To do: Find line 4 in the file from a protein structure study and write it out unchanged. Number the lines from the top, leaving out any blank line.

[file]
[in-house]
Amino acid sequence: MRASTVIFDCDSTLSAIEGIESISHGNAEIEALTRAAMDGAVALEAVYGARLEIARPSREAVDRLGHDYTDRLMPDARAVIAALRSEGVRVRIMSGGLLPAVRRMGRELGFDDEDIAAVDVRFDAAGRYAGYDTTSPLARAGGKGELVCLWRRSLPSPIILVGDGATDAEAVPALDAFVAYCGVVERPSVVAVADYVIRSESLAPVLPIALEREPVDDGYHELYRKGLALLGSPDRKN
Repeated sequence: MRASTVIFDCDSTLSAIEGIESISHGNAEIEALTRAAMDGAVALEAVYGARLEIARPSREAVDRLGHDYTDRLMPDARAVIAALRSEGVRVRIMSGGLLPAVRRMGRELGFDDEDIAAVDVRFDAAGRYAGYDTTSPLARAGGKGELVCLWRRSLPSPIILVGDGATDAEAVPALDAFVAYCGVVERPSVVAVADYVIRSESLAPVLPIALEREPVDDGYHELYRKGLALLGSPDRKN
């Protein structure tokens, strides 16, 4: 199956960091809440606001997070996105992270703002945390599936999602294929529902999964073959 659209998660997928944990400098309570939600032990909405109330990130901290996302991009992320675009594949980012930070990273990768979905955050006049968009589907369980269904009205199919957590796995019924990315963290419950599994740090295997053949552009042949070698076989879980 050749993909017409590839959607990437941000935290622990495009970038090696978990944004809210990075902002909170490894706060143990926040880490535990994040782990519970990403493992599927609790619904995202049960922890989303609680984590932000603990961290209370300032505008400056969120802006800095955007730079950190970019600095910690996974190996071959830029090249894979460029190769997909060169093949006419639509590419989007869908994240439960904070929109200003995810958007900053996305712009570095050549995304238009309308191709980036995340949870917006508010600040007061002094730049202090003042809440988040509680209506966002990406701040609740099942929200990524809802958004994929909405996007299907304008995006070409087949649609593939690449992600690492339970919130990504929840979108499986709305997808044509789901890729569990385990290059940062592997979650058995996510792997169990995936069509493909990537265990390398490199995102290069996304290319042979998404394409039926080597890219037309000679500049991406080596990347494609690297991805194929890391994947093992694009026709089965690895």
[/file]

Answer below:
């Protein structure tokens, strides 16, 4: 199956960091809440606001997070996105992270703002945390599936999602294929529902999964073959 659209998660997928944990400098309570939600032990909405109330990130901290996302991009992320675009594949980012930070990273990768979905955050006049968009589907369980269904009205199919957590796995019924990315963290419950599994740090295997053949552009042949070698076989879980 050749993909017409590839959607990437941000935290622990495009970038090696978990944004809210990075902002909170490894706060143990926040880490535990994040782990519970990403493992599927609790619904995202049960922890989303609680984590932000603990961290209370300032505008400056969120802006800095955007730079950190970019600095910690996974190996071959830029090249894979460029190769997909060169093949006419639509590419989007869908994240439960904070929109200003995810958007900053996305712009570095050549995304238009309308191709980036995340949870917006508010600040007061002094730049202090003042809440988040509680209506966002990406701040609740099942929200990524809802958004994929909405996007299907304008995006070409087949649609593939690449992600690492339970919130990504929840979108499986709305997808044509789901890729569990385990290059940062592997979650058995996510792997169990995936069509493909990537265990390398490199995102290069996304290319042979998404394409039926080597890219037309000679500049991406080596990347494609690297991805194929890391994947093992694009026709089965690895």